Symbolic Significance of Maha Shivaratri

Brahma, the Creator God

Lord Shiva

by Jayaram V

Summary: In this essay we discuss the spiritual and symbolic significance of Maha Shivaratri, one of the popular festivals of Hinduism.


Technically speaking, Maha Shivaratri (Shiva ratri or Shivarathri) is not a festival day, but an auspicious day for the devotees of Shiva. On festival days, people usually celebrate the occasion and engage in various social, cultural and festive activities such as dancing, singing, playing games, wearing new clothes, visiting temples and so on. However, on the day of Maha Shivaratri, devotees do not feast, but fast. Instead of becoming enjoyers (bhogis) of worldly pleasures, they withdraw from them and temporarily become yogis, devotees and ascetics, starving their minds and bodies as a sacrifice and penance to earn the grace of Shiva, who is an ascetic himself. They not only abstain from food until the worship is completed in the night but also from all forms of worldly enjoyments.

However, in public opinion Maha Shivaratri is still a popular Hindu festival, which is celebrated like any other festival. It is celebrated in many parts of India with a lot of fanfare. As the festival day approaches, in rural areas in the South, people make large floats (prabha) to commemorate the occasion. Groups of devotees compete with one another to make bigger, taller and more colorful and attractive floats according to their capacity.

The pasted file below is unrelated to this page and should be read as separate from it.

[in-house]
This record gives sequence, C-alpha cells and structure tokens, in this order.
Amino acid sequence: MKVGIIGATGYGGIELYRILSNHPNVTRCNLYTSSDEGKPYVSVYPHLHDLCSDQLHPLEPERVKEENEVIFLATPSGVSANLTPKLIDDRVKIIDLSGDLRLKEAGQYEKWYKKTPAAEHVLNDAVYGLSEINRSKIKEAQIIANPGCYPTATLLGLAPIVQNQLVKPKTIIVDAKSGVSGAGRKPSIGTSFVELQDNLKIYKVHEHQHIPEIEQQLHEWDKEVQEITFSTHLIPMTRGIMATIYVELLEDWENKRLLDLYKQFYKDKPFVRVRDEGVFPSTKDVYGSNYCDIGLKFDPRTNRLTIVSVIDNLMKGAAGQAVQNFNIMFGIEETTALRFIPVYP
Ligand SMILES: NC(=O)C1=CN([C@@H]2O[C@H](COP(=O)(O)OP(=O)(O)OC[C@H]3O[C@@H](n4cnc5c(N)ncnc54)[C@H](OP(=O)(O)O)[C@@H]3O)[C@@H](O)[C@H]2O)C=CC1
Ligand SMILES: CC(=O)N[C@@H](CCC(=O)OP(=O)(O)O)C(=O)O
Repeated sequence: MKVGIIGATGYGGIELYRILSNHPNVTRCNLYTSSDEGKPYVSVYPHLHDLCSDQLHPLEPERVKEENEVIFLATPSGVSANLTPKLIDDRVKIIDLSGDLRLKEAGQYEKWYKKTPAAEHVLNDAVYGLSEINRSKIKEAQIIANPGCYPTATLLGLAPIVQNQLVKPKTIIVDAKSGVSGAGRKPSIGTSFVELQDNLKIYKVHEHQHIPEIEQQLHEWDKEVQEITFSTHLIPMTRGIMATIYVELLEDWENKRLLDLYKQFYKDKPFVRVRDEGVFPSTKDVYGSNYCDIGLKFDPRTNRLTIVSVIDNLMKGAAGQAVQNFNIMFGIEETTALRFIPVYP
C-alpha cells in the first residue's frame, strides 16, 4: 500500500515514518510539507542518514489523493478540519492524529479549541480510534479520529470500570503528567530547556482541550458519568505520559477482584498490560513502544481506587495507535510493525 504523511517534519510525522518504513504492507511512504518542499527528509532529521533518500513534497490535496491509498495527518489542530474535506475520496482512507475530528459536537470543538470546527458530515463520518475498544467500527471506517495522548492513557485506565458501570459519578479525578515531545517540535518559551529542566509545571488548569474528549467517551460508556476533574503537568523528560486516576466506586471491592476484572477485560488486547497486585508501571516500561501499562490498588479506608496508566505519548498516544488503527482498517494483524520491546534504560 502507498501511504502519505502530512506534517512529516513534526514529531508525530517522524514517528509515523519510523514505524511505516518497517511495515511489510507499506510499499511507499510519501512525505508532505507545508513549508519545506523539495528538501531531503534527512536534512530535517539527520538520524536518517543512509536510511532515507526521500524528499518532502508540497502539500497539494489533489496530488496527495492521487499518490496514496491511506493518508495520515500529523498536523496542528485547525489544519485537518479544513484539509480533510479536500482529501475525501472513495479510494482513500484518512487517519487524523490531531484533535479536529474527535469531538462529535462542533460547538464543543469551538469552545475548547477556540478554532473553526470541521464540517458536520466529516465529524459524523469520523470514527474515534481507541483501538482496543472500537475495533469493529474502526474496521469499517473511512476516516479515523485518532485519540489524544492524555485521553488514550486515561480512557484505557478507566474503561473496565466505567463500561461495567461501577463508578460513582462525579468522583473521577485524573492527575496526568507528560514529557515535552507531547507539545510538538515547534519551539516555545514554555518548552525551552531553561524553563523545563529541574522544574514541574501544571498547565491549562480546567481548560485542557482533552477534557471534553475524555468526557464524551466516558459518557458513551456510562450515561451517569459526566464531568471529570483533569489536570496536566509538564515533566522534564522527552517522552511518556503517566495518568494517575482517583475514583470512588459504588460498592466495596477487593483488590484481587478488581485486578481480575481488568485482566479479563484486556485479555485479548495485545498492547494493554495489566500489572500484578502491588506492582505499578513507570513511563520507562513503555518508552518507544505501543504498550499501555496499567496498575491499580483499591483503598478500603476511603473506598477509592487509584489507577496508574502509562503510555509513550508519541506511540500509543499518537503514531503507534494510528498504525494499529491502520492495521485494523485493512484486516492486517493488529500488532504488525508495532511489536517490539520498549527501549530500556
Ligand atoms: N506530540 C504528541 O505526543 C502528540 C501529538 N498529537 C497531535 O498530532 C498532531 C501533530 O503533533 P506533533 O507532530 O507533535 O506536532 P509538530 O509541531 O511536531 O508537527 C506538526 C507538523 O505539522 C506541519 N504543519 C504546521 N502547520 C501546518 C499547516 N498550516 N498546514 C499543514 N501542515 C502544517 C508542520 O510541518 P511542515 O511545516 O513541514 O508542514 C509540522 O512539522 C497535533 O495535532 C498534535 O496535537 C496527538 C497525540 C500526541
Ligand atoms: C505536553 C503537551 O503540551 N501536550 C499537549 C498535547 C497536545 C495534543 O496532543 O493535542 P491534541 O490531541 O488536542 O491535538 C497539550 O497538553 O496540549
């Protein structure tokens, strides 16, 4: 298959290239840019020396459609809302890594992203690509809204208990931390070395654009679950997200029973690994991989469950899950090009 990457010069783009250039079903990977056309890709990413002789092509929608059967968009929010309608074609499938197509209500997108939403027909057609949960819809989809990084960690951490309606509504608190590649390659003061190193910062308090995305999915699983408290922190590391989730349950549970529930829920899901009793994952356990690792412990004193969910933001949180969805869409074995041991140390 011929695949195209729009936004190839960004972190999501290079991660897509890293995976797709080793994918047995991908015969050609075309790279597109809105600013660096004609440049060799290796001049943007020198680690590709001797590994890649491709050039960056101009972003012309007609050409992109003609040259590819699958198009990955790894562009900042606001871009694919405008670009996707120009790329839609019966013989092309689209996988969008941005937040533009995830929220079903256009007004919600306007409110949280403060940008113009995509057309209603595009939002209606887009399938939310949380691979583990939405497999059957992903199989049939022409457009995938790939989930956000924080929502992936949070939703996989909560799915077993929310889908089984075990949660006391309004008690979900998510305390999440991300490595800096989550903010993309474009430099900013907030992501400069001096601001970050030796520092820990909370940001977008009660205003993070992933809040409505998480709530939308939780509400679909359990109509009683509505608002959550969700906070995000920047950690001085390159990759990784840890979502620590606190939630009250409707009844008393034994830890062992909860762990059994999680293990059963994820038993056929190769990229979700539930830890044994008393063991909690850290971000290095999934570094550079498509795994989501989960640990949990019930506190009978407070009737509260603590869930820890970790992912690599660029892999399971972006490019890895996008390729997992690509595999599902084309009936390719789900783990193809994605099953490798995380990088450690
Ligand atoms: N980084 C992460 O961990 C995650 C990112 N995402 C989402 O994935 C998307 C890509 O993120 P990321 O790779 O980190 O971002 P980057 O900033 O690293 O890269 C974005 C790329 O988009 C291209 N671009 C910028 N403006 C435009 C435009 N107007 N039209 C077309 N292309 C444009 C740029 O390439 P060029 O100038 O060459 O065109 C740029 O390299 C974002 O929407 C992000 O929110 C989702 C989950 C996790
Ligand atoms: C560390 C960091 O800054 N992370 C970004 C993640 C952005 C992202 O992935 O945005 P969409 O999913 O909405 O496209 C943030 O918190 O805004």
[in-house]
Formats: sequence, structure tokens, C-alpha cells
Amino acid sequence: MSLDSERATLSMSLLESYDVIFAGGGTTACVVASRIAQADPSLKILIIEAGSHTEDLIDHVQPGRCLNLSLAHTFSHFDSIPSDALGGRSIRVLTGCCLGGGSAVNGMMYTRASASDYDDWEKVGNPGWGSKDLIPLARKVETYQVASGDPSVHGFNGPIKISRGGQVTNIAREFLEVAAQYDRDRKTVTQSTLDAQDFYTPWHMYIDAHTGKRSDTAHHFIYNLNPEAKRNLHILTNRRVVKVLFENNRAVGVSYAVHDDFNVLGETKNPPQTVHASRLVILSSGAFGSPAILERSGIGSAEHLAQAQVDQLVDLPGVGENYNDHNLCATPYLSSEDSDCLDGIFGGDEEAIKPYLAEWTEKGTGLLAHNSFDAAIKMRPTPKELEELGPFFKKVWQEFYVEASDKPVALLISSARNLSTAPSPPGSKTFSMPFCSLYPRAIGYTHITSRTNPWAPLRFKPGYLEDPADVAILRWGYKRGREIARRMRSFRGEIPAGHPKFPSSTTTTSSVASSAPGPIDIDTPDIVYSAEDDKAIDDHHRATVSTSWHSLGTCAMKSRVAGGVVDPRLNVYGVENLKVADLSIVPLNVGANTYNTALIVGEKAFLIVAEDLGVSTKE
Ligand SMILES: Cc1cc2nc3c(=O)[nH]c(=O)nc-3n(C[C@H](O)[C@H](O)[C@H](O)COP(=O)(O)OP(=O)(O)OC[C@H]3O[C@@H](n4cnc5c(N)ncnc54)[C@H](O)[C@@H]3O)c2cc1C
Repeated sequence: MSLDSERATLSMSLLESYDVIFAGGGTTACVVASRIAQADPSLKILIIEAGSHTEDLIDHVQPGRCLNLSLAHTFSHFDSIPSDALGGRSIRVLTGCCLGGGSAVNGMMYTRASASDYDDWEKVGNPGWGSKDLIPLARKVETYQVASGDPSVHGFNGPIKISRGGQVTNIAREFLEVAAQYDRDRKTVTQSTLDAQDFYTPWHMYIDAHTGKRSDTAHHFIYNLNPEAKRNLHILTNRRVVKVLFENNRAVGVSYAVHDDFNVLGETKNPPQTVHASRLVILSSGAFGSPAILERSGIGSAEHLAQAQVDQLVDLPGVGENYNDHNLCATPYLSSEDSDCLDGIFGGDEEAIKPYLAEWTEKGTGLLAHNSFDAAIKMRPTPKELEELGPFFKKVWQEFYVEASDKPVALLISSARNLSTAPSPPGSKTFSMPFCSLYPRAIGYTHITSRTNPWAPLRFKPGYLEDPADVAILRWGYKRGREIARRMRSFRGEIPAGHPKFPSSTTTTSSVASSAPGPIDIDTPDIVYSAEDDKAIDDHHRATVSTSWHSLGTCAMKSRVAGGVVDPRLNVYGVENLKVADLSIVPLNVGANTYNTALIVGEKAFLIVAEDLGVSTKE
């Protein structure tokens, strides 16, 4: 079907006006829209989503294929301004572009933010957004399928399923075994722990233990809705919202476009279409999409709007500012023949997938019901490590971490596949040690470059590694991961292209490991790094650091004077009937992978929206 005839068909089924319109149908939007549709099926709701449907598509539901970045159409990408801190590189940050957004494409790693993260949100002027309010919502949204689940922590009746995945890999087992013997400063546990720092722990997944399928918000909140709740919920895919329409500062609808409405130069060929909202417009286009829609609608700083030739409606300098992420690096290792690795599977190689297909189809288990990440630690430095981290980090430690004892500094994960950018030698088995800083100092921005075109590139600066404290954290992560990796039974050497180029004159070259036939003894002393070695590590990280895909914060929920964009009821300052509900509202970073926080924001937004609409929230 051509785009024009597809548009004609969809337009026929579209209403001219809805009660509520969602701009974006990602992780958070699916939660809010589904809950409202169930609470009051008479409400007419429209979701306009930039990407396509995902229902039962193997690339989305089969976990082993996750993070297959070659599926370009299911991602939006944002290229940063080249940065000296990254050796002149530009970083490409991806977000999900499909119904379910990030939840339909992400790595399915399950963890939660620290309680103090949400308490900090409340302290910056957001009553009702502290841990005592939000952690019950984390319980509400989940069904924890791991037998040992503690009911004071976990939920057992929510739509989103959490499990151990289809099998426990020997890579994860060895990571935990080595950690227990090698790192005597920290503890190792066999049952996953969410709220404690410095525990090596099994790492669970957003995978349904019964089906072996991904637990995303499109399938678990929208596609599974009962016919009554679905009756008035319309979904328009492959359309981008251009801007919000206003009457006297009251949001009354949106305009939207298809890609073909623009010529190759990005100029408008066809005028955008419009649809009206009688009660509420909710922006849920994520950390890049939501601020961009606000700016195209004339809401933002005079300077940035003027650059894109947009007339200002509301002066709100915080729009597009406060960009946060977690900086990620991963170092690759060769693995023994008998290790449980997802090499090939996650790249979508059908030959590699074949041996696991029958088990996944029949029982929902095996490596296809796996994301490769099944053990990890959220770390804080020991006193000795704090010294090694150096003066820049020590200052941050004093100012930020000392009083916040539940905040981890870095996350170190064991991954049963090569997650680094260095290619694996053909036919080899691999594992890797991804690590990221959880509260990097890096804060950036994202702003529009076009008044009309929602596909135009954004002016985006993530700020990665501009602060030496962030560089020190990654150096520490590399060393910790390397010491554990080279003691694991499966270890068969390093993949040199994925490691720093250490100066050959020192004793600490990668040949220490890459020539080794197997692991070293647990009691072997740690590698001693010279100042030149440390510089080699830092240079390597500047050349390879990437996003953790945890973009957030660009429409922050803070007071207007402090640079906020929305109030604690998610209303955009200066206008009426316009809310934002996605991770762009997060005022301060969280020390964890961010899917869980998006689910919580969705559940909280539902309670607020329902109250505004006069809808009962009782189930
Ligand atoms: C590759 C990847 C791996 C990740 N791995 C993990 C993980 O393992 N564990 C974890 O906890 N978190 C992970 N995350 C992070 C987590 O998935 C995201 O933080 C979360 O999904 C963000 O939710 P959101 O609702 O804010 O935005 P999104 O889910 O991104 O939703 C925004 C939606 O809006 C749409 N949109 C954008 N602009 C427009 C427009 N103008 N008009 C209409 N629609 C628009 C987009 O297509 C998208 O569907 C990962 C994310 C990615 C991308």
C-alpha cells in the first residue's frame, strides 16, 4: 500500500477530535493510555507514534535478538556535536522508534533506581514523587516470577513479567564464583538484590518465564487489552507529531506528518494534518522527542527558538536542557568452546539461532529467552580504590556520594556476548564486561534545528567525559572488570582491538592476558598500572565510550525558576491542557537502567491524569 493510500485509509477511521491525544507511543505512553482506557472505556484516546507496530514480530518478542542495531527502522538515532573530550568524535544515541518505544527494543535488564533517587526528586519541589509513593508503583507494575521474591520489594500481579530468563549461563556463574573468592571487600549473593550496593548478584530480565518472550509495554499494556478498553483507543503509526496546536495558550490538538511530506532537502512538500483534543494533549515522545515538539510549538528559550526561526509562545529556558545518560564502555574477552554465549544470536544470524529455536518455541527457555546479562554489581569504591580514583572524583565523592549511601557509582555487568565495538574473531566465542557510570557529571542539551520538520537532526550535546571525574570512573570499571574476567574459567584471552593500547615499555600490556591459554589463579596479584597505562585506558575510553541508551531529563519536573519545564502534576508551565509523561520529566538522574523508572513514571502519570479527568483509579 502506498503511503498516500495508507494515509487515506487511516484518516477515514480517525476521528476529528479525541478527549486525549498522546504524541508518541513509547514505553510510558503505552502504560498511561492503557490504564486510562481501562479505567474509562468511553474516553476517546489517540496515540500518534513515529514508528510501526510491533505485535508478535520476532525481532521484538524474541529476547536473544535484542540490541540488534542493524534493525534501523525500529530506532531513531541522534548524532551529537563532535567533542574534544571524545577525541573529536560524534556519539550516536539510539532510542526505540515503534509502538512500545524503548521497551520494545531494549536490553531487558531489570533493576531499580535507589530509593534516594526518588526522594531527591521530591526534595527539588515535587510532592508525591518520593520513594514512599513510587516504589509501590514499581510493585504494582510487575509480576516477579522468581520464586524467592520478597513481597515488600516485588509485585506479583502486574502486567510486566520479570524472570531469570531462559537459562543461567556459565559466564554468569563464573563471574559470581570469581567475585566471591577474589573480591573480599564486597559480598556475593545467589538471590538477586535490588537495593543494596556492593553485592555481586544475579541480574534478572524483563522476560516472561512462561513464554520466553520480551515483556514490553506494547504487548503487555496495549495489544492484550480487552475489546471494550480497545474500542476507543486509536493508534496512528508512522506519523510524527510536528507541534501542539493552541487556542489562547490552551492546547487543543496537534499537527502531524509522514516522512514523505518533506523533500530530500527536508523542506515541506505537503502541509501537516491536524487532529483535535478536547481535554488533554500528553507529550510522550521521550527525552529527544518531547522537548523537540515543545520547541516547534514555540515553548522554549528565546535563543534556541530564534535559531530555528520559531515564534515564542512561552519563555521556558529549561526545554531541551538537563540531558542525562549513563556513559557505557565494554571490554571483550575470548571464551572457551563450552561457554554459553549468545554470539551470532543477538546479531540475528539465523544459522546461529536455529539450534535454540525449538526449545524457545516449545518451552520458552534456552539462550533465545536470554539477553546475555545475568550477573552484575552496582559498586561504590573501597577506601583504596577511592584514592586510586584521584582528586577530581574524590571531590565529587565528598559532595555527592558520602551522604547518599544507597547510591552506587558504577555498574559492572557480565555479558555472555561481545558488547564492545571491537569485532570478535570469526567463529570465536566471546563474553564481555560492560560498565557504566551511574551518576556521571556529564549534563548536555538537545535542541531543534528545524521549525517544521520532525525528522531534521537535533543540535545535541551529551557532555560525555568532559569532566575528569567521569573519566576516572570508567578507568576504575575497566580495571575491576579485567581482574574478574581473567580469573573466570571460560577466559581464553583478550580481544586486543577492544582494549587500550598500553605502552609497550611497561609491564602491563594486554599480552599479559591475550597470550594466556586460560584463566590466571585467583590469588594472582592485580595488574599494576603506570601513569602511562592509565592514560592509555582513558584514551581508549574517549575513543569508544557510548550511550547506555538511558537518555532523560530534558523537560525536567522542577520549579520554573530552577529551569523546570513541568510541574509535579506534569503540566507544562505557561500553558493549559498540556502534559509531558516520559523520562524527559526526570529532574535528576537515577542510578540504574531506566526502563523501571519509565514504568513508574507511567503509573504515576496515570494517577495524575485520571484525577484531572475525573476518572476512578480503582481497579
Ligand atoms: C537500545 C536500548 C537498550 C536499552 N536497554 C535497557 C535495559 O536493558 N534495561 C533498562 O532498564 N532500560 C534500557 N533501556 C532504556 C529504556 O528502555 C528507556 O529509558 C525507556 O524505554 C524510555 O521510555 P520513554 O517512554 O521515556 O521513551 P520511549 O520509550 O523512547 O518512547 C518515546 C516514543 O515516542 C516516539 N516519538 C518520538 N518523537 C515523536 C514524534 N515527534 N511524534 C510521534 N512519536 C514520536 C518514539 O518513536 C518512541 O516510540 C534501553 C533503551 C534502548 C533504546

A day or two before the festival, they carry it on a cart or a vehicle or on its own wheels in a procession to a nearby Shiva temple, where a large number of people annually assemble to create a carnival atmosphere. They participate in a fair (tirunala), which is specially organized for the purpose around the temple. People eat, drink and spend time in the company of friends and family until the festival day arrives. Then, they worship Shiva until the midnight, keeping a fast.

Traditionally, some popular temples of Shiva at Konark, Khajuraho, Chidambaram, etc., organize annual dance festivals on the occasion for a week or so with a lot of fanfare as a form of worship and as a part of the celebration to denote Shiva’s connection with various art forms as the Lord of the Dance (Nataraja). Some temples organize special festivals, following Maha Shivaratri to continue the festive atmosphere and celebrate the occasion. The dance festival organized at Chidambaram temple goes by the name Natyanjali, meaning an offering through dance. Artists from various parts of the country participate in the dance festival and display their talent near the sanctum sanctorum, considering it to be a blessing in itself.

Going by the antiquity and historicity of Shiva and Shaivism, Maha Shivaratri is probably one of the most ancient festivals of the world across all cultures and traditions. It is mentioned in the Puranas such as Skanda Purana, Linga Purana and Padma Purana. Formal and informal worship of Shiva has a long history in both Vedic and Tantric traditions of Shaivism. Although Shaivism is essentially an ascetic sect and contemplative and yogic practices take precedence on the path of liberation to attain oneness (sayujyam) with Shiva, ritual worship of Shiva is practiced in all schools of Shaivism, for it is believed that through worship only one can win the heart of Shiva and earn his grace, without which no one can enter the immortal realm of Kailash.